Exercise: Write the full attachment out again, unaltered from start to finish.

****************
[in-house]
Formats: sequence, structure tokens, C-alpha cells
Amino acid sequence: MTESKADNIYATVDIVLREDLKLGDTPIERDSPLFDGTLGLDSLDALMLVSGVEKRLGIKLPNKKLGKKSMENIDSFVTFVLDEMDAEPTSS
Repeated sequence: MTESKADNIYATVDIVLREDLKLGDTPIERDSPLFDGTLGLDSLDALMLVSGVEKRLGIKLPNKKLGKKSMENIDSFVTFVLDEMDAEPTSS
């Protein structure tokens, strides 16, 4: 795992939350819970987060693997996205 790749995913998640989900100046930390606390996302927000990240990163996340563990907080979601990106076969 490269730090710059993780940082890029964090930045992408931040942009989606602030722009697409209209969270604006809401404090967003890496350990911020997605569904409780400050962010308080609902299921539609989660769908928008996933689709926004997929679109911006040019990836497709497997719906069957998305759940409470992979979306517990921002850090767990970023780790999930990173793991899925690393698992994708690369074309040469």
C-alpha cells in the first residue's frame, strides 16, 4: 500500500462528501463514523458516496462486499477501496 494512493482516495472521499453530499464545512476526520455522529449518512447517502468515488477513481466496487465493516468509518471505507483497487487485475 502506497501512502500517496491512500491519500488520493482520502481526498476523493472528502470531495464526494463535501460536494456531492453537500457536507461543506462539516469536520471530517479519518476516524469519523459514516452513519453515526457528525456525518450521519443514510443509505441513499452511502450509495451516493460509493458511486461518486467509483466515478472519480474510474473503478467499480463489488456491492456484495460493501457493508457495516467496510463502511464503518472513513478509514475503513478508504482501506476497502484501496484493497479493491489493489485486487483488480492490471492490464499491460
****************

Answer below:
[in-house]
Formats: sequence, structure tokens, C-alpha cells
Amino acid sequence: MTESKADNIYATVDIVLREDLKLGDTPIERDSPLFDGTLGLDSLDALMLVSGVEKRLGIKLPNKKLGKKSMENIDSFVTFVLDEMDAEPTSS
Repeated sequence: MTESKADNIYATVDIVLREDLKLGDTPIERDSPLFDGTLGLDSLDALMLVSGVEKRLGIKLPNKKLGKKSMENIDSFVTFVLDEMDAEPTSS
């Protein structure tokens, strides 16, 4: 795992939350819970987060693997996205 790749995913998640989900100046930390606390996302927000990240990163996340563990907080979601990106076969 490269730090710059993780940082890029964090930045992408931040942009989606602030722009697409209209969270604006809401404090967003890496350990911020997605569904409780400050962010308080609902299921539609989660769908928008996933689709926004997929679109911006040019990836497709497997719906069957998305759940409470992979979306517990921002850090767990970023780790999930990173793991899925690393698992994708690369074309040469």
C-alpha cells in the first residue's frame, strides 16, 4: 500500500462528501463514523458516496462486499477501496 494512493482516495472521499453530499464545512476526520455522529449518512447517502468515488477513481466496487465493516468509518471505507483497487487485475 502506497501512502500517496491512500491519500488520493482520502481526498476523493472528502470531495464526494463535501460536494456531492453537500457536507461543506462539516469536520471530517479519518476516524469519523459514516452513519453515526457528525456525518450521519443514510443509505441513499452511502450509495451516493460509493458511486461518486467509483466515478472519480474510474473503478467499480463489488456491492456484495460493501457493508457495516467496510463502511464503518472513513478509514475503513478508504482501506476497502484501496484493497479493491489493489485486487483488480492490471492490464499491460